Water Temperature Gauge, Manual Fan Switch, and Fan-On LED Indicator Installation

The bike, especially in unrejetted stock form, generates quite alot of heat. The designers could have decided to include a water temperature gauge but chose instead to give us a warning light. The thermostatically controlled fan also disconnects the rider from positive control over the cooling process. A manual fan switch restores that ability. In hot, slow riding in traffic the thermostat triggers the fan a bit late and then stays on for a long time. This page describes the installation of a water temperature gauge, a manual fan switch override, and an LED indicator to display when the fan is running. The running fan is a bit of a battery drain so the fan should not be left on too long.

The water temperature gauge selected is an analog electrical type from Auto Meter. Available mechanical gauges require the use of six feet of capillary tubing, somewhat of a difficulty on a motorcycle where space is at a premium. Also, I would have preferred to use a liquid filled gauge to dampen vibrations on the needle but this was not available on an electric gauge and actually turned out not to be necessary. This analog gauge requires 12 volts and is powered from the bike's electrical system. It should be wired to be on only when the ignition is on so it will not register unless the bike is running. Replaceable batteries are also not a concern with this installation.

The gauge is mounted on the right fairing insert along with the manual fan switch and the LED. This means that you must remove your hand from the throttle to actuate the switch. This should not be a limitation since when you are rolling along at speed there is no need for the fan to be switched on. Also, you should not be taking your hands off the handlebars during cruise anyway.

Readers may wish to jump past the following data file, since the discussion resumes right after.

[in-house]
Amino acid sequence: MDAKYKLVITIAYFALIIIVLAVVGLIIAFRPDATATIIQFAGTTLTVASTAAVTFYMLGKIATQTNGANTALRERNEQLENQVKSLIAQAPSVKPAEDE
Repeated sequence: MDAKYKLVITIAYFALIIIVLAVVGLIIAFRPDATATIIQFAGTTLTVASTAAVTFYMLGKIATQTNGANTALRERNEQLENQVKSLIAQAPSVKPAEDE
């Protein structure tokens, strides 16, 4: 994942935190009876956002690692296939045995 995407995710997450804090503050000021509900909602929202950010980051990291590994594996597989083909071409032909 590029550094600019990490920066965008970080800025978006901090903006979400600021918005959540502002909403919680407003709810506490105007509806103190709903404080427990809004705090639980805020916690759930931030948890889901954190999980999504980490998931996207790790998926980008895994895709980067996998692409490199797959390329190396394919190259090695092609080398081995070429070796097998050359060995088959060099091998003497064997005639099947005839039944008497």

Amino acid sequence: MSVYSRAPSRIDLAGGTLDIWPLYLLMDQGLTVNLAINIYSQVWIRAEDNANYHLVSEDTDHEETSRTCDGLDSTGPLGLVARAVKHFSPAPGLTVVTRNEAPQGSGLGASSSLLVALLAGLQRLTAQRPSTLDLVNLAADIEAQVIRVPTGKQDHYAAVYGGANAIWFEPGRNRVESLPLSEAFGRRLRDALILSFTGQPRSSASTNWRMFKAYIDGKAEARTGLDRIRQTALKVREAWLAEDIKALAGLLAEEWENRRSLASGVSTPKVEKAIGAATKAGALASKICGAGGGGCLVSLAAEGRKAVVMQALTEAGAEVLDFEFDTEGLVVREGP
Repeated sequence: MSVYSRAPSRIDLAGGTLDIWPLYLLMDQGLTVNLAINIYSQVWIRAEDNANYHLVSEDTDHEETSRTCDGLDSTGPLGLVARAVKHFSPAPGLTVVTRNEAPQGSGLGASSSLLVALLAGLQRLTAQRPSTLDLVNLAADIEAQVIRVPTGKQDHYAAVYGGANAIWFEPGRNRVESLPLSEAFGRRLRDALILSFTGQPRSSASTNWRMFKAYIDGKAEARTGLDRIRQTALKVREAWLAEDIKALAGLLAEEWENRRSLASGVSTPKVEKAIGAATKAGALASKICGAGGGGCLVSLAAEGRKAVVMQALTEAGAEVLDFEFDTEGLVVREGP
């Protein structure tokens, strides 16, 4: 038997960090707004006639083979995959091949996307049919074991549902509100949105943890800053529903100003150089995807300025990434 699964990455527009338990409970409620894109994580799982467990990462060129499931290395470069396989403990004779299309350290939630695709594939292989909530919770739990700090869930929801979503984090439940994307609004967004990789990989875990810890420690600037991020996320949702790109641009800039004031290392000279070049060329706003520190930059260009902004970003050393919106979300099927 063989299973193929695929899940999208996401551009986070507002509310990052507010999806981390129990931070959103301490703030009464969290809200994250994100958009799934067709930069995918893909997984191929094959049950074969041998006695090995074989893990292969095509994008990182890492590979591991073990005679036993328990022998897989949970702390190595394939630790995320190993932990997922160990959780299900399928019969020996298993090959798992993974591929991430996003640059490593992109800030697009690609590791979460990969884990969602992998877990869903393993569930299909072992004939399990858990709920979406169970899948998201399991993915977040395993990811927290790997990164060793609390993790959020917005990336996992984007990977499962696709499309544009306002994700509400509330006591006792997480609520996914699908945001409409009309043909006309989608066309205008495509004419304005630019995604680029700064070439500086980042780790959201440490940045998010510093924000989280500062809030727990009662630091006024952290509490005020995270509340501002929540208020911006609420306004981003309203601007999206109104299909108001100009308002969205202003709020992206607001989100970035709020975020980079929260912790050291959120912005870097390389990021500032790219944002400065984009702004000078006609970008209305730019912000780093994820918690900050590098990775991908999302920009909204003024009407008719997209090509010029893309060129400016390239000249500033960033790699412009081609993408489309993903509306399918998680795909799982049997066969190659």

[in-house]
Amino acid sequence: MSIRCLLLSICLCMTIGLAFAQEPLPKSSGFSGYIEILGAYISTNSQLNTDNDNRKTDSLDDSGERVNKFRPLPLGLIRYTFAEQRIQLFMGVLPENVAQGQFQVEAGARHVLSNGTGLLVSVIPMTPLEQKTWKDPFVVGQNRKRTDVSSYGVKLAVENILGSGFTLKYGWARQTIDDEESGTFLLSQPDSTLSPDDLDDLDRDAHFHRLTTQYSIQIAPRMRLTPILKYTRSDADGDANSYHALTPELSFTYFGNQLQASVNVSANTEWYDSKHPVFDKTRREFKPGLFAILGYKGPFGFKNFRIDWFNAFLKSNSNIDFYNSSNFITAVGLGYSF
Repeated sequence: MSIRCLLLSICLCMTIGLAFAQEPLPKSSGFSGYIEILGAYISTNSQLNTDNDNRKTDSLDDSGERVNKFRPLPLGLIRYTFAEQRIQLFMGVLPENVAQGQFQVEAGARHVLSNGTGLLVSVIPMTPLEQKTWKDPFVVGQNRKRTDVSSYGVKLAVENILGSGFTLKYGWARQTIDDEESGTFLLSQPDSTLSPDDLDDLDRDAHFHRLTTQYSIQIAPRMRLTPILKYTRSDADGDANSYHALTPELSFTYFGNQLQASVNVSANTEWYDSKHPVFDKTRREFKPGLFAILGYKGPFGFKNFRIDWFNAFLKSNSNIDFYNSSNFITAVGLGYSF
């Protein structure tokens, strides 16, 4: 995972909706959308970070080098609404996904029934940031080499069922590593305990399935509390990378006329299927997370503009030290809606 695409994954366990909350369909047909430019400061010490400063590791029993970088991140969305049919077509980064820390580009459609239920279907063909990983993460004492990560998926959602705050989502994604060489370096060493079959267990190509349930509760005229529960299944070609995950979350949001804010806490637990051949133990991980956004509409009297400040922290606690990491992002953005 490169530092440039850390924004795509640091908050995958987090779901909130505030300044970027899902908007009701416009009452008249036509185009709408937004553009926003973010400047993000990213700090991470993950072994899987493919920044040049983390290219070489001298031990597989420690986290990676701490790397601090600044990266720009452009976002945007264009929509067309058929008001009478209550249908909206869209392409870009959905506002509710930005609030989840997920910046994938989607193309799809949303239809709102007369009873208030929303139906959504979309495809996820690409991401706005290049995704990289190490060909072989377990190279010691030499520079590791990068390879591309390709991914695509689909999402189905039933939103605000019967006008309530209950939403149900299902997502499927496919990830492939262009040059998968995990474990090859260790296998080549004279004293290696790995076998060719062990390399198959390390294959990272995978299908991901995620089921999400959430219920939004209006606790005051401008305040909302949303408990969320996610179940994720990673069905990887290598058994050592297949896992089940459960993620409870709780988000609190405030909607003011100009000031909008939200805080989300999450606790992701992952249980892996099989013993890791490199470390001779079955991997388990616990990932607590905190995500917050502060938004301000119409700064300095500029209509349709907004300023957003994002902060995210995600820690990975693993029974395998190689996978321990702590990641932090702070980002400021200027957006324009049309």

The temperature sending unit is provided with the gauge and a nicely designed adapter was fabricated and supplied by Ron Ernst. My thanks to Ron for all the help he gave to me during the course of this project. Thanks most of all to my Dad who did most of the installation work during my period of singlehandedness.

I used a three-position switch (ON-OFF-ON) to enable selection of the normal automatic thermostat controlled mode, fan ON manual override, and a fan OFF manual override position.

The indicator LED comes on whenever the fan is operating regardless if enabled with the thermostat or turned on with the manual override switch.

The cost of materials for this project was about $100.

  • Water Temperature Gauge, Auto Meter Phantom Model Number 5737 - $39.95 (plus shipping) from Summit Racing.
  • Angle Ring, set of three for $7.00 from Summit Racing.
  • Sending Unit Adapter from Ron Ernst. Please contact Ron for pricing and availability.
  • Three Position Switch - about $2.50